The path I followed also served as a road for local residents, and while there were a few quieter signs of life, I did not encounter any for the next hour or so.

As the sun had begun its decent for the day this side of the mountain became very dark and cold. This was much more like a tropical rainforest than I was expecting. It was wet and smelt like damp wood, sunlight occasionally piercing the scrub. I could not hear any sounds from the surrounding residents, it was all smothered by the rustling of leaves and wind.

The path led downward, bending back upon itself. After a while I realised that I had become quite hungry. Barely 2 meters off the path I spotted a large rocky outcrop, I beat my way toward it to sit and eat my oranges. It did not offer a view of the valley I was overlooking, but the dense scrub made me feel safe.

Just as I was about to leave I heard the wheezing of a large troll heading in the opposite direction as I had been travelling.

I had no where I could hide, the scrub was too dense to travel anywhere quickly, instead I turned my back, sat still and took ‘artsy’ closeup photos of the surrounding flora.

I don’t know if it was because he didn’t spot me or if he was repelled by my apparent disregard for mainstream art, but the troll did not stop, and for that I was thankful.

This maze of paths were obviously much more used. Much care had been taken to create more convenient travelling.

As I descended further I crossed another stream and found myself walking between two meandering streams. It was very peaceful here and I was glad I had stopped for lunch earlier and had not meet the troll here instead.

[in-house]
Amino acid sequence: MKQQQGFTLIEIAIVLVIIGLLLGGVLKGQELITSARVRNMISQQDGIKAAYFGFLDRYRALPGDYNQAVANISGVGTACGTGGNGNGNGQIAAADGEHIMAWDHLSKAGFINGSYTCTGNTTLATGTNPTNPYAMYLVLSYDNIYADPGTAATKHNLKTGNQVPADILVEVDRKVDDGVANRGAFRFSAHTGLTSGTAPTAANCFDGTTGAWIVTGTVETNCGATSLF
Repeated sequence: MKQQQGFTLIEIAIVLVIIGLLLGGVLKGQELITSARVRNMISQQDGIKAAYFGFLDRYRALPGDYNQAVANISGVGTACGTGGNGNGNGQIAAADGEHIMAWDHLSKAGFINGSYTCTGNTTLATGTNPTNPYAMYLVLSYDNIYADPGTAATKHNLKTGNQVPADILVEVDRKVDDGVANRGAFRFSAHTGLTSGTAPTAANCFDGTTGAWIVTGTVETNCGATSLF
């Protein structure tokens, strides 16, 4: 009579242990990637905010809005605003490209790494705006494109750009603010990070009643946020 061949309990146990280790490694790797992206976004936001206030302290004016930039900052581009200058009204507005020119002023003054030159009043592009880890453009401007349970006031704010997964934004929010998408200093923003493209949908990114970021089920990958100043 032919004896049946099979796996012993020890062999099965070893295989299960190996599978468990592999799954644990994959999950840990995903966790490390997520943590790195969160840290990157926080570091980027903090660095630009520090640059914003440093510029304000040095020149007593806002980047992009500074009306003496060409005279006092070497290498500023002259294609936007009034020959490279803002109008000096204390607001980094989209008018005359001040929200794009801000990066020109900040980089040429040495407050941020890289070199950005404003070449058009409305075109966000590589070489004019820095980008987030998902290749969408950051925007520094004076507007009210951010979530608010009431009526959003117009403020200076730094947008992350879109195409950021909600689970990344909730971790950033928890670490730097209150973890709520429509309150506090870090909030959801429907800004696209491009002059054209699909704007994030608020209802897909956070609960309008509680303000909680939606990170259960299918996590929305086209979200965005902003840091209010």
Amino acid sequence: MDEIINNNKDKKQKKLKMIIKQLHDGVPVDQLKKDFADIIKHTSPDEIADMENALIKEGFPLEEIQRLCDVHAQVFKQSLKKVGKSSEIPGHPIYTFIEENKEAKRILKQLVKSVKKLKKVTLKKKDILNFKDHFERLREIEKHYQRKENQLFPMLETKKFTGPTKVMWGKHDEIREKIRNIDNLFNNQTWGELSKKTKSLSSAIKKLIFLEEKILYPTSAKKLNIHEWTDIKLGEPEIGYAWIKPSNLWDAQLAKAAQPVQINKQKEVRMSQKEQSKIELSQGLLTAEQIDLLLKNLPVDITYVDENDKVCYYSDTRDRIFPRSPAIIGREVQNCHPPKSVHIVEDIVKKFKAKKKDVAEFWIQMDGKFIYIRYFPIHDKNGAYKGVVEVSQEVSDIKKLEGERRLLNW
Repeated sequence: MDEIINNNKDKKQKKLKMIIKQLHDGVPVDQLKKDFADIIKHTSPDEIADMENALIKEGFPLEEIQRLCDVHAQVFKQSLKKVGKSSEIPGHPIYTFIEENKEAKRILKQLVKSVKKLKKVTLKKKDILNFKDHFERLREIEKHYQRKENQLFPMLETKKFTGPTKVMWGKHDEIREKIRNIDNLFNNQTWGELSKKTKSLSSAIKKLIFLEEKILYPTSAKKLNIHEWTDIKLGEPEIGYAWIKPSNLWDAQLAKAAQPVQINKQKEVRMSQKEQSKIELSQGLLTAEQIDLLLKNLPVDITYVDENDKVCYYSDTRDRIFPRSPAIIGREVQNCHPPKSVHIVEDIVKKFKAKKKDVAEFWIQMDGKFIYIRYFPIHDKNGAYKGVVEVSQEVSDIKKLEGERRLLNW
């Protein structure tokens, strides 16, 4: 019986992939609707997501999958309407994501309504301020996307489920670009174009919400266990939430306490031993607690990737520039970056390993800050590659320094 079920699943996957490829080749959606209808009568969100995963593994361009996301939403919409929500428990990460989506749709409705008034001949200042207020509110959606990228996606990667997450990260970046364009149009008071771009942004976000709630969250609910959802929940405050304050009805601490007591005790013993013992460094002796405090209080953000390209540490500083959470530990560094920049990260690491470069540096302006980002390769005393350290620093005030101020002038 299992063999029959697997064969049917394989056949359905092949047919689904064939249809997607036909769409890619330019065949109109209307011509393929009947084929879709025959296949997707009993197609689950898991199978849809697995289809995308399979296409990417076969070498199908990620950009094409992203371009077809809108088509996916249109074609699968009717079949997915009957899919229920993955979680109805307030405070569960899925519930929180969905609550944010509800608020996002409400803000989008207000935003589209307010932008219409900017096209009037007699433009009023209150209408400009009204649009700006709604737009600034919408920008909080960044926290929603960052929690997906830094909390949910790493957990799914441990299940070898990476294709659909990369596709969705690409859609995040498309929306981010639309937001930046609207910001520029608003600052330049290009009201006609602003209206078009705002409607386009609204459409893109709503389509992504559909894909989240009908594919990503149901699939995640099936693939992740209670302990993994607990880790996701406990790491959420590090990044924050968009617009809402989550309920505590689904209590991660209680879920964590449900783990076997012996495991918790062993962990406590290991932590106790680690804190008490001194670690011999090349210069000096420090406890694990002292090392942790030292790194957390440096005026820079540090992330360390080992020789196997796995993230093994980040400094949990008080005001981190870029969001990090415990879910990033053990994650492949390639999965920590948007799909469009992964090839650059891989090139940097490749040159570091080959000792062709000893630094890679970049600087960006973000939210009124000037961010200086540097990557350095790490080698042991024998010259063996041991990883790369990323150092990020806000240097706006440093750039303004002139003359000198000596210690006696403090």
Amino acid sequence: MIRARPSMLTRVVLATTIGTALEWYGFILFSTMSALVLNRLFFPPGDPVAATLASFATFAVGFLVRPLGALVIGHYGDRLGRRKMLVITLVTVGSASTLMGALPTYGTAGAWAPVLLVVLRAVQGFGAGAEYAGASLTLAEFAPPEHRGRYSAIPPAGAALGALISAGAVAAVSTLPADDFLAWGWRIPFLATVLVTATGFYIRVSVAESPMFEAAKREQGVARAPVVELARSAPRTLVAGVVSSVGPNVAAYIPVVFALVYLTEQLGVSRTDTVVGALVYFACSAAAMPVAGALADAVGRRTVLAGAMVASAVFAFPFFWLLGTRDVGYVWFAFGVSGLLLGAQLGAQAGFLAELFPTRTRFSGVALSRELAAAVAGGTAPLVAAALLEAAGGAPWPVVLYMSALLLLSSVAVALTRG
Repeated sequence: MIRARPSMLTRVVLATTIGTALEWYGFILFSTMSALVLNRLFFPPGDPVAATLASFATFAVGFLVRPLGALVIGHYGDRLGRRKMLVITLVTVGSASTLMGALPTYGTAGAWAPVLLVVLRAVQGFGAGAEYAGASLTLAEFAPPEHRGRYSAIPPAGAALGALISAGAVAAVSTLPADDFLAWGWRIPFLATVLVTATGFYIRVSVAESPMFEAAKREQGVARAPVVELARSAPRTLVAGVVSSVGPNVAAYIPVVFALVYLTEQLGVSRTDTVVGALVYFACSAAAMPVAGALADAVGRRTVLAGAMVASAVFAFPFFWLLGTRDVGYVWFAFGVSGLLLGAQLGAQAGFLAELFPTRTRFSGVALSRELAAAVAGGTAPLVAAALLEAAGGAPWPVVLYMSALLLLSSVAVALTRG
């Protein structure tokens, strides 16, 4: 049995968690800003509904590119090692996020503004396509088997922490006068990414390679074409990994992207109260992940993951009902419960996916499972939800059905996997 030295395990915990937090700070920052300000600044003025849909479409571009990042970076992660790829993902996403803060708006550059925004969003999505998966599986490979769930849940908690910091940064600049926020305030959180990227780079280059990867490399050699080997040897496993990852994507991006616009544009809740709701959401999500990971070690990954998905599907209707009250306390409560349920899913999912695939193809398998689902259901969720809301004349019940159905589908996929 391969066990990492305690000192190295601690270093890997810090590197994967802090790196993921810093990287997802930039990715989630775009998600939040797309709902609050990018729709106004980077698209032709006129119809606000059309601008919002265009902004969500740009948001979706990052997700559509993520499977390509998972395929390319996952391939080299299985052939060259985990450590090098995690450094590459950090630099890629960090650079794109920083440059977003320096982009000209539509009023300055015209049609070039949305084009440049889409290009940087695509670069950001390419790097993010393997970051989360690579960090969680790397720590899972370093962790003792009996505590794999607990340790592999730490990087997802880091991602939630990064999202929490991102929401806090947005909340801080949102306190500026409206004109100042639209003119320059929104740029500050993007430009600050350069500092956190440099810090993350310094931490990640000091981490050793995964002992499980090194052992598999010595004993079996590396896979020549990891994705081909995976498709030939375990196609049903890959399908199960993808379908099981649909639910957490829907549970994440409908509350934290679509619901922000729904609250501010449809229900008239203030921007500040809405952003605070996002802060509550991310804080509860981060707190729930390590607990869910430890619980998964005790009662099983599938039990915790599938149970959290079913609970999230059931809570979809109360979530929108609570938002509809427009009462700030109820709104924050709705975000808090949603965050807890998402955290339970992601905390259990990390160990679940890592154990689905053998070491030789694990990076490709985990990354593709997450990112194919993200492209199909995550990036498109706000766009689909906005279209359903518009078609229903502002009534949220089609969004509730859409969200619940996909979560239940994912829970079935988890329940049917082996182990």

I found that the path was heading back uphill. I continued to follow it until it folded back upon itself to head more directly uphill via a set of steps. I checked my map, this path was supposed to continue straight until it reached the road.

If I did a handstand and squinted I could imagine that the path in front of me had become overgrown, perhaps the route had changed over time.

I left the path to go straight, and shocked myself when I came upon this unusual structure.

I could not contain the structure in one screen shot, but it looked as if a slope had been made that lead into a flat area encircling what seemed to be a fire pit. I arrived at it standing below the flat area. This had all been built up with stones tha would have taken a great amount of time and effort, but I could see no definitive purpose for it. Nor who it belonged to.

Above is the slope, too rough to be used to transport anything up or down hill, but too smooth to be used for stairs. Perhaps it was once a tribute to a long dead or forgotten god. An unusual place to build it as I could see the road from it, yet it was not visible from the road. Not well hidden nor out in the open.

I spent the walk home thinking about it, perhaps this would lead to a future quest, I was very curious either way. I took the back roads to return home, passing by the entrance of my adventure and feeling tempted to re-live it, taking a different path this time. But instead I went home to leave that for another day.

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One thought on “Nelson

  1. You had me going, I thought you were on line instead of on foot at first. Good photos. I’m glad the trolls weren’t a problem though.